When the 50th anniversary of a student protest occurred in 2019, long-buried archival photographs of affected buildings and streets in downtown Montreal had already begun to circulate – appearing in a documentary film and locally-organized activist programming, but also in the French art historian Georges Didi–Huberman’s touring exhibition Uprisings (2016-18) and the Belgian artist Vincent Meessen’s Blues Klair exhibition (2018), across town. With this activation of the archive and re-circulation of selected images, historical episodes that had been marginalized could be asserted and accorded a new centrality; the city’s modern identity could be re-narrativized. The city itself is thus regarded not as a fixed entity, but rather as an inherently unfinished oeuvre, to use Henri Lefebvre’s term. Equally important, though, is the question of how archival urban imagery gets redeployed. When such photographs of Montreal reappear in Warburgian artworks or assemblages, relational meanings are generated, and a number of questions arise – about urban temporality, historical context, and anachronism.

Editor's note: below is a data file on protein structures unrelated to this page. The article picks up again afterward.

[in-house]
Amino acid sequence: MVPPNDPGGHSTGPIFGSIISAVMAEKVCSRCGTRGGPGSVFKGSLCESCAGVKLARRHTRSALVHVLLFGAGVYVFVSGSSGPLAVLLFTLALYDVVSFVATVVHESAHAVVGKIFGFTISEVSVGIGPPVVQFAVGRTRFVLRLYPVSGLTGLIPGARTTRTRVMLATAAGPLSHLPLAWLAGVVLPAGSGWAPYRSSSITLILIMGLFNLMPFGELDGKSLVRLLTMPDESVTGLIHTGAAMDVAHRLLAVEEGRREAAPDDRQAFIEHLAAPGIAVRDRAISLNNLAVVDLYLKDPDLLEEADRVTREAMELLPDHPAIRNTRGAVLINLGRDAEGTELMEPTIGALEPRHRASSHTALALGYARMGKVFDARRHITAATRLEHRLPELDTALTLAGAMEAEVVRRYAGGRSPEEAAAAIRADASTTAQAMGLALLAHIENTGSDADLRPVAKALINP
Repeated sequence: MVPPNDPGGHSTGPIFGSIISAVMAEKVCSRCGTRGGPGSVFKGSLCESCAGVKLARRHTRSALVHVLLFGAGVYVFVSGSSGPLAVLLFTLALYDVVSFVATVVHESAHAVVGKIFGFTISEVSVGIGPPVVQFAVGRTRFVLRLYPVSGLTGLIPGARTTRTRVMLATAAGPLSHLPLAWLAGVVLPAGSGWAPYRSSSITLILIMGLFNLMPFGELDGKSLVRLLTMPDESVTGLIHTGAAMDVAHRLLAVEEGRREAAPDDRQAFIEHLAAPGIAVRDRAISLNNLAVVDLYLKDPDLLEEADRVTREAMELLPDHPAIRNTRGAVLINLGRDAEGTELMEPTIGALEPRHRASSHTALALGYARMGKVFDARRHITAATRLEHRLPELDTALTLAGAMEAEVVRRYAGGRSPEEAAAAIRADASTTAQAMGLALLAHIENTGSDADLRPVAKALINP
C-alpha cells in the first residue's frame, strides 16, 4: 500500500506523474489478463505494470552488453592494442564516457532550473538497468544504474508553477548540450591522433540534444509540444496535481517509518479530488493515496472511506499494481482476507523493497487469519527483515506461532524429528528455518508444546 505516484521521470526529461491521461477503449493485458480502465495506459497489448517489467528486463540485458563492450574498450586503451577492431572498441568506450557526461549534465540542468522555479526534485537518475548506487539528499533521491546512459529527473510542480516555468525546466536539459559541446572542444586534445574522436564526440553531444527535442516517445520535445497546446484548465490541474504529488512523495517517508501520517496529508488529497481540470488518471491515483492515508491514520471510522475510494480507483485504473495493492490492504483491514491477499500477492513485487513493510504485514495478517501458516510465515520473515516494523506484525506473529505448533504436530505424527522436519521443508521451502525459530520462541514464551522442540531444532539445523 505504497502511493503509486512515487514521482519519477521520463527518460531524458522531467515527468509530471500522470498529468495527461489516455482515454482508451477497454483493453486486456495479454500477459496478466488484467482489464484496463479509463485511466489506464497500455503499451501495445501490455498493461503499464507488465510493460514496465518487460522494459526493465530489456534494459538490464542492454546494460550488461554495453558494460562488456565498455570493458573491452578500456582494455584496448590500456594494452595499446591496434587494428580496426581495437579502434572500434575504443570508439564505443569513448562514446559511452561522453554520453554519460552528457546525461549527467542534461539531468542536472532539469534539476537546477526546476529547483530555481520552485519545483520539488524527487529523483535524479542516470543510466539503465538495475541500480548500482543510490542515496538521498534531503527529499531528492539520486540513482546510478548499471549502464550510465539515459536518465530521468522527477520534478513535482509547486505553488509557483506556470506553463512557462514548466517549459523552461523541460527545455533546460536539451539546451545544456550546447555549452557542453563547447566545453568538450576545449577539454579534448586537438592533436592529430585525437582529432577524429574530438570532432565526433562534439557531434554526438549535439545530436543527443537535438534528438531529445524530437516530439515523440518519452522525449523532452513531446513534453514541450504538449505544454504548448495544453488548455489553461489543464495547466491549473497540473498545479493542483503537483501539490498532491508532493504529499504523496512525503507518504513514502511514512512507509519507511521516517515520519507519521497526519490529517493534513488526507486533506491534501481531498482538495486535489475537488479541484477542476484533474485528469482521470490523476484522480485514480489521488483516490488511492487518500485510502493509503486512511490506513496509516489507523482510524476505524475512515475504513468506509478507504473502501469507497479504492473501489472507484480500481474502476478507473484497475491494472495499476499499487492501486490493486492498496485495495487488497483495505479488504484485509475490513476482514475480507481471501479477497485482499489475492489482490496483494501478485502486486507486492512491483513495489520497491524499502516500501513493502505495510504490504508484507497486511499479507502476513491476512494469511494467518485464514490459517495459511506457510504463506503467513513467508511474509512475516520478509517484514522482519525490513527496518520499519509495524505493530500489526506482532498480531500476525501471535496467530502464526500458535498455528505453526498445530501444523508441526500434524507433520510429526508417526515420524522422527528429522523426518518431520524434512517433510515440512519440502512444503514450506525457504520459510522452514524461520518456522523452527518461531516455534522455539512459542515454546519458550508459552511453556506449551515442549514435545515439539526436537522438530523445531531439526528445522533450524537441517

Johanne Sloan is a professor in the Department of Art History, Concordia University, Montreal. Her research often focuses on Montreal’s art and visual culture, from the 1960s to the present day. She is co-editor of the book Photogenic Montreal: Activisms and Archives in a Post-industrial City (McGill-Queen’s University Press, 2021).
Organised by Professor David Peters Corbett (The Courtauld) and Dr Craig Moyes (King’s College London).
This is a collaborative event between the Centre for American Art (The Courtauld) and the Quebec and French Canada Research Network (King’s College London).